The Pursat Provincial Court has charged three journalists with extortion for allegedly demanding money from a local wood trader with ties to timber baron Try Pheap, according to officials.
The boss of one of the three reporters, however, said they were arrested after refusing a bribe the trader offered them so that they would not report on him and his alleged contraband.
Deputy court prosecutor Long Cheap said on Sunday that the trio was charged on Friday by Investigating Judge Keth Socheat. He declined to discuss the case further, however, and Judge Socheat could not be reached for comment.
Chan Sokha, the military police chief in Phnom Kravanh district, said the three men were arrested on Thursday after Keo Sok Heng complained that they stopped his truck that day to demand a bribe. Mr. Sokha claimed he did not know what the bribe was asked for or how much it was, but identified Mr. Sok Heng as an employee of MDS, a company owned by Mr. Pheap.
He said the journalists worked for the Ka Pit newspaper, CPN TV and MSJ TV and were found with $320 on them.
Mr. Sokha said the arrests were made on orders from provincial military police chief Ouk Samon, but Mr. Samon said he was not aware of any journalists being arrested recently and hung up on a reporter.
District governor Sau Sahong said he was told by Mr. Sokha, the district military police chief, that the journalists were extorting Mr. Sok Heng over the luxury-grade timber he was hauling. “The district military police arrested the journalists because they extorted $300 from the truck driver,” he said.
Mr. Pheap, who owns MDS, a firm that controls two economic land concessions in Pursat, has been repeatedly accused of using his concessions across Cambodia to run one of the largest timber trafficking operations in the country.
A 2012 report by the NGO Fauna & Flora, which was never officially released, accused the two MDS concessions of being used to launder hundreds of millions of dollars worth of luxury-grade wood from protected forest outside of a planned dam reservoir that the company was given permission to clear. U.S. satellite data published by the University of Maryland show significant forest loss taking place around the MDS concessions and reservoir—and a special economic zone in the province also owned by Mr. Pheap—as recently as 2014, the latest year for which data is available.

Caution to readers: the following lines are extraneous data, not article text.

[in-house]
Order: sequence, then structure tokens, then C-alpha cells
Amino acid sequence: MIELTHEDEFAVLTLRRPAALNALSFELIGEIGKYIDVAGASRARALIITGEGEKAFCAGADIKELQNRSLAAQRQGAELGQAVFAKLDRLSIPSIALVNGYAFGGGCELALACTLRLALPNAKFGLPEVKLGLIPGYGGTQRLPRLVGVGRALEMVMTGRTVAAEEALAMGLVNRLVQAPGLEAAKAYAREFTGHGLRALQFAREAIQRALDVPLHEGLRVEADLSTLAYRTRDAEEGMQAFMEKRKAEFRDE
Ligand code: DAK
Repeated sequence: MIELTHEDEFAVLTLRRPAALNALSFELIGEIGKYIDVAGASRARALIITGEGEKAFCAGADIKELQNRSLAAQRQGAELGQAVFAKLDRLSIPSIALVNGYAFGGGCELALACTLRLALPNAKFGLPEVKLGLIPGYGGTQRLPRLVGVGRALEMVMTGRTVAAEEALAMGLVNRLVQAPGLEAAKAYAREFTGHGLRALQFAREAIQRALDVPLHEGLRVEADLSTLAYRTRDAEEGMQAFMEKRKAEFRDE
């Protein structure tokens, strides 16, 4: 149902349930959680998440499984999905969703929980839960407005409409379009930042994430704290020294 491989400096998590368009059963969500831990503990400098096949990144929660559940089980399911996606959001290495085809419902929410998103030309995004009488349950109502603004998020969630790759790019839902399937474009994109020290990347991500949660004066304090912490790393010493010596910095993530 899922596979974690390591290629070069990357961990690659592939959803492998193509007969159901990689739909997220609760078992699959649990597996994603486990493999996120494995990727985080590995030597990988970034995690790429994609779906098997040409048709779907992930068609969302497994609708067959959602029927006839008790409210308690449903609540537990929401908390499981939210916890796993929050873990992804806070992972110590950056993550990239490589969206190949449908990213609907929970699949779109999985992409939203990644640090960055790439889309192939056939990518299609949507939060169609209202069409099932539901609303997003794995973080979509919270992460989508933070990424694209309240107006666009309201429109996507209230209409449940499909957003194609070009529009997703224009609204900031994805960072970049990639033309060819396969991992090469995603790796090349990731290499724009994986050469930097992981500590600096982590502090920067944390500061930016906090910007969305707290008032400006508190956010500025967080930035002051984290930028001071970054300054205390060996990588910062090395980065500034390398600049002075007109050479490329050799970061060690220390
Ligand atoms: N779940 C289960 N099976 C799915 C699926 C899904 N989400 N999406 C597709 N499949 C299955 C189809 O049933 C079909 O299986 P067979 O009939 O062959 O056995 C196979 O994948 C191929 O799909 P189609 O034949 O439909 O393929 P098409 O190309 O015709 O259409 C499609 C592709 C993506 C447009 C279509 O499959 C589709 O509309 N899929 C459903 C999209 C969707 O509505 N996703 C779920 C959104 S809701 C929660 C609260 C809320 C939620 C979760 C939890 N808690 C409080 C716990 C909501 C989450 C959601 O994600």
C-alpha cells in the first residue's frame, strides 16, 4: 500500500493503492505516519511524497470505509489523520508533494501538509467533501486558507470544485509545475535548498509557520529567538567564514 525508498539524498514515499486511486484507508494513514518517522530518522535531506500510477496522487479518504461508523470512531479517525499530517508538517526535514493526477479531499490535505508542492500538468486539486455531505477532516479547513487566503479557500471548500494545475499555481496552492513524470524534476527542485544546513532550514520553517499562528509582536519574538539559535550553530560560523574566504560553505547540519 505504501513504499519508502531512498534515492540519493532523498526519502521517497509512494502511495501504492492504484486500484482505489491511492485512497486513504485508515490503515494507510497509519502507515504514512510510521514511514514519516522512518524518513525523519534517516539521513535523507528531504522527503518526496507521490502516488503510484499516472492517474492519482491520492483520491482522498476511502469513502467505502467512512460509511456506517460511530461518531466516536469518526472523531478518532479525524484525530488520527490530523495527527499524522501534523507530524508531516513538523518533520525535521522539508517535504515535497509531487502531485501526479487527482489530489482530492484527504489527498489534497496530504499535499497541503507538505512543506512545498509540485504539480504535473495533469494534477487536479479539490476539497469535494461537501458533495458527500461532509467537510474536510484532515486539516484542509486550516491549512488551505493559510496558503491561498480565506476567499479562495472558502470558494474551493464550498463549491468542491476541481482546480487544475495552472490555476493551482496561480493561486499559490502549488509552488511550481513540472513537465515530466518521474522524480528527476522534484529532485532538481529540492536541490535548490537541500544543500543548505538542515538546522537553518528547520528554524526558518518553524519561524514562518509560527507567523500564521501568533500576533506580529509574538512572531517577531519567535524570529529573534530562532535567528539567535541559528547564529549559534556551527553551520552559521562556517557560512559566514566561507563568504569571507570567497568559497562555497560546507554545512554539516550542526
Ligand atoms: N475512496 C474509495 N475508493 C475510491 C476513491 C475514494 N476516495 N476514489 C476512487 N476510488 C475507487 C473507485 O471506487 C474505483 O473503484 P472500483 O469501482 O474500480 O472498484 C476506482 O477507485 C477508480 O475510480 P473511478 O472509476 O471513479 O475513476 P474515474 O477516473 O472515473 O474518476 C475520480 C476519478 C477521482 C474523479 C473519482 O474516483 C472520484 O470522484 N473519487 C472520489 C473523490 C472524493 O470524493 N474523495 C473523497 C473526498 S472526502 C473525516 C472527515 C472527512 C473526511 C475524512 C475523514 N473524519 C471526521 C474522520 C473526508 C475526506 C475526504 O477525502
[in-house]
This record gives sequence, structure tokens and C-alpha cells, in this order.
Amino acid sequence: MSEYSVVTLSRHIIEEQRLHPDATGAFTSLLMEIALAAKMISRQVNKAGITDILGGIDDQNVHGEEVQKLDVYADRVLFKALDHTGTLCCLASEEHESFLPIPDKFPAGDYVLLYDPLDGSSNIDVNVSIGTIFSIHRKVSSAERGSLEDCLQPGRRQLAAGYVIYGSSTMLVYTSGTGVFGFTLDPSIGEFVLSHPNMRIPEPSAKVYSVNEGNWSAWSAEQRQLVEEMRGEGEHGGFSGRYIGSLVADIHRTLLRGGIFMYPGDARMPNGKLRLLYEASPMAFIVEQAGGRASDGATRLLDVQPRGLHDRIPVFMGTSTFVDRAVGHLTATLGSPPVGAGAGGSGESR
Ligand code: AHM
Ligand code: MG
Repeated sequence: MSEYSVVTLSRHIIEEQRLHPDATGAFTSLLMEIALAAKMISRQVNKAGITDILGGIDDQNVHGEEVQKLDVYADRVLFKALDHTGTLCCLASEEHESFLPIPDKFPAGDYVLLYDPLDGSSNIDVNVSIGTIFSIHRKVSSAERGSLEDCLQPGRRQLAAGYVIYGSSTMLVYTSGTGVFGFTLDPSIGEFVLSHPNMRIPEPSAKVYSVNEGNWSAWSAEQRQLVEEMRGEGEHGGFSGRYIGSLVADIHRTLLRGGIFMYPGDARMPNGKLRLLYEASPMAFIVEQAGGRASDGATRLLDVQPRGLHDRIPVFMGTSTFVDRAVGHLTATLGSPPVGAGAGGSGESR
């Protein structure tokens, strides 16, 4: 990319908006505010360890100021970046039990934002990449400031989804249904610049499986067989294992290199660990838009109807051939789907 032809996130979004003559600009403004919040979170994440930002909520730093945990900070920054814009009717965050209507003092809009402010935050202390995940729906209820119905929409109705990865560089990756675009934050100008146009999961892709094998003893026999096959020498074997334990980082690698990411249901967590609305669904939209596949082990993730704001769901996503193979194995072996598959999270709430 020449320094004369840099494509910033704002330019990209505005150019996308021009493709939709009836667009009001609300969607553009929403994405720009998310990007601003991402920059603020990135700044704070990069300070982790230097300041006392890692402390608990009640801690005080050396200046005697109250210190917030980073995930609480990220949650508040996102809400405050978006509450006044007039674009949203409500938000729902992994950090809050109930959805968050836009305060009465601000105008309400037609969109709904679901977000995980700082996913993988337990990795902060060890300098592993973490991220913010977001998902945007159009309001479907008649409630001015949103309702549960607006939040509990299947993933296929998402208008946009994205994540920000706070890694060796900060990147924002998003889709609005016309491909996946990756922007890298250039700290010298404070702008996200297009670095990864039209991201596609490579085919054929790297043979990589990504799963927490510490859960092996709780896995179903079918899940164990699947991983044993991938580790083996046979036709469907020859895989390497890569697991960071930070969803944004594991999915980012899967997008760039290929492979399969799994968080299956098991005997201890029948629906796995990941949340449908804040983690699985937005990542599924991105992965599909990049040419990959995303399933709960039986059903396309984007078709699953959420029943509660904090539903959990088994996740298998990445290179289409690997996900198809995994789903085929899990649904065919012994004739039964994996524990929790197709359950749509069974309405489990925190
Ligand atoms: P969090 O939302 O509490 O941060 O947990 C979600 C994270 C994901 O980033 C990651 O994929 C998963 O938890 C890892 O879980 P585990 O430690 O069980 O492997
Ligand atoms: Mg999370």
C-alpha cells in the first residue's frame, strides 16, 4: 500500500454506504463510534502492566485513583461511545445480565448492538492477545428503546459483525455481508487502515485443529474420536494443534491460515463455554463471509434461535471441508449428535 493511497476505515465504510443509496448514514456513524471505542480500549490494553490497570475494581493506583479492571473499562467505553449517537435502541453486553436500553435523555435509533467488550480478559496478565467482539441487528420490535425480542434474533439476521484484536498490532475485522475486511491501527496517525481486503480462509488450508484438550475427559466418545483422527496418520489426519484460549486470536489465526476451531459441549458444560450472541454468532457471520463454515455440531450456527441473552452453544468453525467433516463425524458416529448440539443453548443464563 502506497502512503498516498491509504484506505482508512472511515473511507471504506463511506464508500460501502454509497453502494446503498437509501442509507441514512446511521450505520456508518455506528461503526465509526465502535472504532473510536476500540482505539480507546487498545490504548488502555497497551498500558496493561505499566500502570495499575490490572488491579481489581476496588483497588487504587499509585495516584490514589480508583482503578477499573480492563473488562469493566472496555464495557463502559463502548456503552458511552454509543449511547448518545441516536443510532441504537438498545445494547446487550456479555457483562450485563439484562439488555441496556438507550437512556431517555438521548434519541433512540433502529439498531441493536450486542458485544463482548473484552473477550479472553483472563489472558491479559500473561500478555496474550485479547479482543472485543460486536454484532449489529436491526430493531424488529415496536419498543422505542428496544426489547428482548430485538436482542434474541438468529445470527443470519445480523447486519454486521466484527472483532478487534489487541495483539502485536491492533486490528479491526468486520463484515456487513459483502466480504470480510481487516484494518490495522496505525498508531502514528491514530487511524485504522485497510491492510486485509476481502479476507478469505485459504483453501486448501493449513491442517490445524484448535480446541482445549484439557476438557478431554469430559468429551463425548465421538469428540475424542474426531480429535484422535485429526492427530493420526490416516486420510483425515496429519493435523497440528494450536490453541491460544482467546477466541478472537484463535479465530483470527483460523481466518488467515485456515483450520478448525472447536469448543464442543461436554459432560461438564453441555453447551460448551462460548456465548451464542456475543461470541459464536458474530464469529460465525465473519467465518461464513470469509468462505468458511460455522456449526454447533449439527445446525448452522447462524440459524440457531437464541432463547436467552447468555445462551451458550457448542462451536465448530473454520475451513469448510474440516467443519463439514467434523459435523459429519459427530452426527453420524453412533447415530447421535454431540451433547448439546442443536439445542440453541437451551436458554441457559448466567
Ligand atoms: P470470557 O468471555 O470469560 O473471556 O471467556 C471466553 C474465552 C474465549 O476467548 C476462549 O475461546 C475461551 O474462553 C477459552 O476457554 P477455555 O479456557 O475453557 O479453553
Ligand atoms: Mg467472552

Company representatives for Mr. Pheap, who serves as an adviser to Prime Minister Hun Sen, have consistently denied the allegations of illegal logging.
Kheang Sochivoan, who manages MDS’s operations in Pursat, declined to discuss the recent arrests.
“I am not involved in the arrest of the journalists,” he said on Sunday before hanging up.
The managing director of MSJ TV, Meng Sophoan, said his reporter, Sin Sophoan, had told him that the three journalists had taken a picture of Mr. Sok Heng’s timber-loaded truck. He said Mr. Sok Heng invited the three to lunch, where he asked them not to report what they had seen.
“Keo Sok Heng left $300 on the table for the journalists, but they did not take the money. The authorities then arrested the three journalists after they walked out of the restaurant,” he said.
“I have contacted the provincial governor to ask him to intervene because my reporter did not do what he is accused of doing by the timber trader, and the governor promised to help.”
Pursat provincial governor Mao Thanin denied that he was helping. “As provincial governor, I cannot help release those journalists because the case has already reached the hands of the court, so we should let the court follow the law,” he said.